Thanks guys, appreciate the opinions & experiences. I have a new Stainless Guide Gun being held for me over at Grand Forks (kind of the ND version of Fairbanks); I'll drive over and pick it up tomorrow. I love picking up new rifles...

    My everyday handload for the 45-70 is 56.0 of H335 and a 350 grain Hornady RNSP, 1900FPS from my past Guide Guns. I can bump this up a fair bit, but it's fairly livable to shoot a lot and hits way out of proportion to what one would expect.

    I took a couple deer (20 yards and 50 yards) with this load and it killed them a lot. The 20 yarder was a big bodied prairie buck that I hit in the center of the chest. He went up and back, his hind legs flew forward, and he landed flat on his back facing the other way, stone dead. That big Hornady bullet cored him from one end to the other. It was the most impressive and instantaneous kill either I or my wife had ever seen in a couple long lifetimes of hunting.

    I just can't help but think a 45-70 (particularly stainless) would be a mighty handy rifle to have in Alaska...
    Last edited by NDTerminator; 04-26-2007 at 05:31.

  12. #12

    Default

    I have for a couple of years carried only the 1895 as it can be loaded many ways. In hunting Sitka Blacktail in PWS a relitively mild 350gr is way over kill but very effective with careful placement. Great for the Blackies one might get lucky on too. Not need to carry two guns ever.
    It is also the standard in the plane (Along with an AR-7) great for packing around fishing holes and hiking and capable of the Bears we have all over 16B. I have loaded a number of different rounds from the 350-500gr and have found what seems to be some truth in the Micro-groove liking jacketed bullets. I have a 336 in .35 Rem too and have become a real fan of lever guns, fast and a natural pointer.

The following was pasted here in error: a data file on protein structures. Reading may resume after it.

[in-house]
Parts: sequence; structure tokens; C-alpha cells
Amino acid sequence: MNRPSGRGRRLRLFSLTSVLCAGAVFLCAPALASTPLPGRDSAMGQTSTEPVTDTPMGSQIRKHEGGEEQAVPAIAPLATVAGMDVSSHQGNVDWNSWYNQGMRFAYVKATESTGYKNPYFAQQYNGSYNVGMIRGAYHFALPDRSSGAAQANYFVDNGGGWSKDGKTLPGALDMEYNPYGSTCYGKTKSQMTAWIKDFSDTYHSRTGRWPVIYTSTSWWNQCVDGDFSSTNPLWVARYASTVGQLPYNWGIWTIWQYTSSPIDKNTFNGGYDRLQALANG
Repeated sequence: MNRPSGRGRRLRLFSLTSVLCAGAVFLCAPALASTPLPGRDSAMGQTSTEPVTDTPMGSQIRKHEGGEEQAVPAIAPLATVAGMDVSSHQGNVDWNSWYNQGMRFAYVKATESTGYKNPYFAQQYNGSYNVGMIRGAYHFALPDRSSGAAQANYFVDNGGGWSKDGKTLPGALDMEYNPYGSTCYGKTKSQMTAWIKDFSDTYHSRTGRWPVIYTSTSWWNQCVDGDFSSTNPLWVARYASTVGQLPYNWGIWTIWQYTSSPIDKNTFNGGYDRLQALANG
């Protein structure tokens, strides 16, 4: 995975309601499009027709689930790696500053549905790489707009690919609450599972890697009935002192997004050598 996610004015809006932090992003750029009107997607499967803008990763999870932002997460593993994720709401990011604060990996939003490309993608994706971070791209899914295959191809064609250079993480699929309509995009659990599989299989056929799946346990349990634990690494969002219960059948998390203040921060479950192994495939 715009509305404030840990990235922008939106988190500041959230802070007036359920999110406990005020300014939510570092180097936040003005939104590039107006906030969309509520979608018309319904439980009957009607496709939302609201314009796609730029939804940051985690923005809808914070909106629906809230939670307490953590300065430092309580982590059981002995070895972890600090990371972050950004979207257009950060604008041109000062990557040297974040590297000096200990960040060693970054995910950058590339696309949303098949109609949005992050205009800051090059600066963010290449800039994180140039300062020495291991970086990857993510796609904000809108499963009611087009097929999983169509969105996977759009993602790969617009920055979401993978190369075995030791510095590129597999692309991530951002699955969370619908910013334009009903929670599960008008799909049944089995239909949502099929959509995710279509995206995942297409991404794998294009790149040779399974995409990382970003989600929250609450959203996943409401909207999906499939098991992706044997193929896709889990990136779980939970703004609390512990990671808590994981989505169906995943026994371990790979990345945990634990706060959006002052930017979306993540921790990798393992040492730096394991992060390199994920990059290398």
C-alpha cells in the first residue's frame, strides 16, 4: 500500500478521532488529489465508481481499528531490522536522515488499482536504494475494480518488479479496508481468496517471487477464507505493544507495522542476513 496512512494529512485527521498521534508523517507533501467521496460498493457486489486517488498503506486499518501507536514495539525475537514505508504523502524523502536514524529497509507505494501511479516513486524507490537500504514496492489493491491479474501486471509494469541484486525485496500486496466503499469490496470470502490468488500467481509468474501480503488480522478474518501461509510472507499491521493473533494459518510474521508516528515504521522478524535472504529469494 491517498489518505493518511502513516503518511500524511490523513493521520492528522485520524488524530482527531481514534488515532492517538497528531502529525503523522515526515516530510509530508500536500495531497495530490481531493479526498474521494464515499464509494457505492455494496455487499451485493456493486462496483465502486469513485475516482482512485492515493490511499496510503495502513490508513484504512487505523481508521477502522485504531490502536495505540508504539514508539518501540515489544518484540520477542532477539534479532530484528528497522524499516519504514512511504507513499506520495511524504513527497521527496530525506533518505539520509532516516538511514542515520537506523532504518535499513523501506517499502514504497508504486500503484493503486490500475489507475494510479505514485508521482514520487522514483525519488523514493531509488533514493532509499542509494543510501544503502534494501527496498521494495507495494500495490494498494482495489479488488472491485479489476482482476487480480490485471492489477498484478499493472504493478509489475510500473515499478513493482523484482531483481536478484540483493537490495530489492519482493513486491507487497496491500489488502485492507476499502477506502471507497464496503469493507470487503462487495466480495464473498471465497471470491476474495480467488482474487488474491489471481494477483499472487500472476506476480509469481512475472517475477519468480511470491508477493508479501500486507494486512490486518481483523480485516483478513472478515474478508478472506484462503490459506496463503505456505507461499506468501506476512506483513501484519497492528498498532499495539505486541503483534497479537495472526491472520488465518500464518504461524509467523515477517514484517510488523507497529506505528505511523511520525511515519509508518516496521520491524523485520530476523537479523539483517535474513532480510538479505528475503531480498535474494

Would always appreciate some additional resources for loading info though.

  13. #13

    Default rufle

    I sent you a PM

  14. #14
    Member NDTerminator's Avatar
    Join Date
    Apr 2007
    Location
    Devils Lake ND
    Posts
    262

    Default

    I found that Hornady 350 grainer is a tough bullet and doesn't expand to speak of, even when fired into wet sand or dirt. Very accurate too.

    I also have fiddled with the Oregon Trail Laser Cast .459" 350 grain Flat Point. This is a very hard cast bullet that is garuantee'ed not to lead at jacketed velocities. Bought 500 of these at some point. Haven't put in the effort to develop a tight load yet, but now maybe now I will. For sure they are a mighty hard bullet...

  15. #15
    Moderator LuJon's Avatar
    Join Date
    Mar 2007
    Location
    Palmer, AK
    Posts
    11,415

    Default